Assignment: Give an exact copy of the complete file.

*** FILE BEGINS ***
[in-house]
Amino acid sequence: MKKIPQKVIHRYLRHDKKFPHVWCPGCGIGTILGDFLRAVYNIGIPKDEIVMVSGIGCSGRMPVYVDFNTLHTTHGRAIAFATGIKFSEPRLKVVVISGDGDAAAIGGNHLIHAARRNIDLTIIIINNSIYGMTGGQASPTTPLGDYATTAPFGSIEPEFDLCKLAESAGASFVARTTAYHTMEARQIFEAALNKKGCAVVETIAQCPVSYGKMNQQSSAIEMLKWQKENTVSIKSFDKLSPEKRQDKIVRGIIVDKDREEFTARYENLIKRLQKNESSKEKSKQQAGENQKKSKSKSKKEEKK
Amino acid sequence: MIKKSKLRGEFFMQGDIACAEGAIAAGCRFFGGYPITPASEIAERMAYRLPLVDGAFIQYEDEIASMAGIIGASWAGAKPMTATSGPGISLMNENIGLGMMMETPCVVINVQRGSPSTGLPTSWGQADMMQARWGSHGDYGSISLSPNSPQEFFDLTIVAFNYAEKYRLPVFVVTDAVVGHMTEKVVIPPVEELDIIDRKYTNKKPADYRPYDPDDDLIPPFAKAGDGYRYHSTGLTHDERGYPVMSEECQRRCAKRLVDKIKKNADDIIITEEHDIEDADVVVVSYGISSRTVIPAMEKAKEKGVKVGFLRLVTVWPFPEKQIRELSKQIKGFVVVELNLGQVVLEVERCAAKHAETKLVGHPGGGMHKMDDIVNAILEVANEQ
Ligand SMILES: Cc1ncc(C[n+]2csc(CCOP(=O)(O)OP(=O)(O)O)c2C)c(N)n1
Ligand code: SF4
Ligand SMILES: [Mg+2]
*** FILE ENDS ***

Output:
[in-house]
Amino acid sequence: MKKIPQKVIHRYLRHDKKFPHVWCPGCGIGTILGDFLRAVYNIGIPKDEIVMVSGIGCSGRMPVYVDFNTLHTTHGRAIAFATGIKFSEPRLKVVVISGDGDAAAIGGNHLIHAARRNIDLTIIIINNSIYGMTGGQASPTTPLGDYATTAPFGSIEPEFDLCKLAESAGASFVARTTAYHTMEARQIFEAALNKKGCAVVETIAQCPVSYGKMNQQSSAIEMLKWQKENTVSIKSFDKLSPEKRQDKIVRGIIVDKDREEFTARYENLIKRLQKNESSKEKSKQQAGENQKKSKSKSKKEEKK
Amino acid sequence: MIKKSKLRGEFFMQGDIACAEGAIAAGCRFFGGYPITPASEIAERMAYRLPLVDGAFIQYEDEIASMAGIIGASWAGAKPMTATSGPGISLMNENIGLGMMMETPCVVINVQRGSPSTGLPTSWGQADMMQARWGSHGDYGSISLSPNSPQEFFDLTIVAFNYAEKYRLPVFVVTDAVVGHMTEKVVIPPVEELDIIDRKYTNKKPADYRPYDPDDDLIPPFAKAGDGYRYHSTGLTHDERGYPVMSEECQRRCAKRLVDKIKKNADDIIITEEHDIEDADVVVVSYGISSRTVIPAMEKAKEKGVKVGFLRLVTVWPFPEKQIRELSKQIKGFVVVELNLGQVVLEVERCAAKHAETKLVGHPGGGMHKMDDIVNAILEVANEQ
Ligand SMILES: Cc1ncc(C[n+]2csc(CCOP(=O)(O)OP(=O)(O)O)c2C)c(N)n1
Ligand code: SF4
Ligand SMILES: [Mg+2]